For five months in 2011, I called St. Petersburg home. It was a hell of an experience – sometimes I look back and can scarcely believe how lucky I was to live in such an amazing city.
I’ve wanted to post something about St. Petersburg for a while now but was struggling to find the right angle. Public opinion of Russia in the West is the lowest it’s been for years so I wanted to post something that would remind people of the country’s beauty and rich culture.
Of course one thing Russia is famed for is its churches. And despite St. Petersburg being the most European of Russia’s cities, there are still plenty of beautiful examples to be found. Here are my favourite five.
St. Nicholas Naval Cathedral
Никольский морской собор
I stumbled upon this cathedral shortly after moving into my flat in St. Petersburg. It was late February and I decided to go for a walk around the neighbourhood. When I got to the church, it started snowing and I managed to get capture some of my favourite photos from my whole time in the city.
Known as a naval cathedral, the church has always had strong links to the Russian navy and there are numerous memorials to crews of sunken submarines inside.
I absolutely love this church, purely for its unique exterior (though the interior is a bit lacking). According to Wikipedia, the church was built in an early Gothic Revival style and is a bit of a rare specimen, which I can definitely believe – I certainly haven’t seen anything similar in Russia.
The church’s location is also quite interesting: found in the south of the city near the Moskovskaya metro station, the church is located in the middle of a housing estate. It really is hidden away and you’d have no idea it was there if you didn’t make the effort to find it.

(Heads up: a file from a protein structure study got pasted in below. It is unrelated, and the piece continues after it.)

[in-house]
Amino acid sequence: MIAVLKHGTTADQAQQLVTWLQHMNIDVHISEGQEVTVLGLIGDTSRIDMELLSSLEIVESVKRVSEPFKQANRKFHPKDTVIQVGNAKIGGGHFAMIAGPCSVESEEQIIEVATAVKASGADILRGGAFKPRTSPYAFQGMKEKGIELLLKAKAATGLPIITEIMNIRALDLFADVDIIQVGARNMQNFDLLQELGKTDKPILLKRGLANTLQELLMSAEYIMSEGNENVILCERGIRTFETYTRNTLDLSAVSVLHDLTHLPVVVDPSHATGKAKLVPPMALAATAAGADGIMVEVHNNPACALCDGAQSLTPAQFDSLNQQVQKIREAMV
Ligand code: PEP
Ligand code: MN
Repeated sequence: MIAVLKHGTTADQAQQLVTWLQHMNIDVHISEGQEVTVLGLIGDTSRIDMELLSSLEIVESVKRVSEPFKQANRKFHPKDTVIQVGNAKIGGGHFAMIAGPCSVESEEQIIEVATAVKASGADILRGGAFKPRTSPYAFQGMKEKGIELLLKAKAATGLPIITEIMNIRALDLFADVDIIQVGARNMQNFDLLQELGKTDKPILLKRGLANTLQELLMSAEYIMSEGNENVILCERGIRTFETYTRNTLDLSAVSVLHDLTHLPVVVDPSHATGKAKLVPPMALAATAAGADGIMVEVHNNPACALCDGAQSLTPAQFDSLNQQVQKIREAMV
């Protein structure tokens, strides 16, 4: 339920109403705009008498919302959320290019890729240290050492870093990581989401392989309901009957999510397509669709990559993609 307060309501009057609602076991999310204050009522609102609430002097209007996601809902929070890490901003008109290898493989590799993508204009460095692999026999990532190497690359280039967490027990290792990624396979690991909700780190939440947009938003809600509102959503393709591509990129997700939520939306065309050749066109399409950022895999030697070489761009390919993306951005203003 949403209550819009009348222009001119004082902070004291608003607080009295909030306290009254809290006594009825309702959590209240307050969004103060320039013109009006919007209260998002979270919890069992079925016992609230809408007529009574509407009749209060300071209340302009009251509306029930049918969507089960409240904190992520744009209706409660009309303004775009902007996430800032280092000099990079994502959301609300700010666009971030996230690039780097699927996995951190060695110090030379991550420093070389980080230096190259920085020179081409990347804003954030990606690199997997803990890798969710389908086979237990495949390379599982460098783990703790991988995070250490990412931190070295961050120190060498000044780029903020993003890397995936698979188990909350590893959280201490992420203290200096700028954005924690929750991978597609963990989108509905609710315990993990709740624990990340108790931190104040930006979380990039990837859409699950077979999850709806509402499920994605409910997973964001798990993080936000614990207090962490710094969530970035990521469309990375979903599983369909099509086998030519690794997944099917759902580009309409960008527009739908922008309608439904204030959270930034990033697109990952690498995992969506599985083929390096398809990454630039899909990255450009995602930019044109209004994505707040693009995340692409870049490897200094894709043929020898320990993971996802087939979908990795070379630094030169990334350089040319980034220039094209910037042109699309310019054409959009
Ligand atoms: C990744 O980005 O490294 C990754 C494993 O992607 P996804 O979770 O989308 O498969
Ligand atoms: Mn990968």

I love the way it looks in the snow.
The Church on Spilled Blood
Церковь Спаса на Крови
Probably the most recognised landmark of St. Petersburg, the Church on Spilled Blood is probably one of the most interesting Orthodox Churches I’ve seen: the exterior is ridiculously ornate and the detail goes beyond that of even St. Basil’s. I also like the fact that it juts out into the Griboyedov canal, as it was built on the spot where Alexander II was assassinated.
Despite its impressive façade, I have to be honest and say I just don’t like it very much. It’s impressive definitely, but I’m just not sure if it looks nice. I think I’m more of a St. Basil’s man…
Каза́нский кафедра́льный собо́р
Located opposite the Church on Spilled Blood, Kazan Cathedral is a giant. It is huge. Modelled on St. Peter’s Basilica in Rome, the Kazan Cathedral is the ‘mother cathedral’ of St. Petersburg. Inside, you’ll find queues of believers waiting to pray at the altar and kiss the icons.
I don’t often enter Orthodox Churches (mostly they are deeply religious places and I’m not very religious myself) but the interior of the Kazan Cathedral is jaw-dropping. The scale of it is incredible. Definitely not one to miss.
Smolny was originally a convent and as such is an entire complex of buildings, with the cathedral at its centre. Today, the cathedral is used primarily as a concert hall and some of the surrounding buildings are occupied by the Saint Petersburg State University.
Now I have to admit, I haven’t been inside Smolny Cathedral. In fact, these photos are the closest I ever came to it – and I only did that once (in my defence, it’s really far from the closest metro stop). Nevertheless, I decided to include the cathedral because it really is beautiful and I have fond memories of the afternoon I visited – on a gloriously sunny afternoon when my friend came to visit me from the UK.
There are more photos of the churches below. You can check out more photos from St. Petersburg here.
Have you visited St. Petersburg before? Would you like to?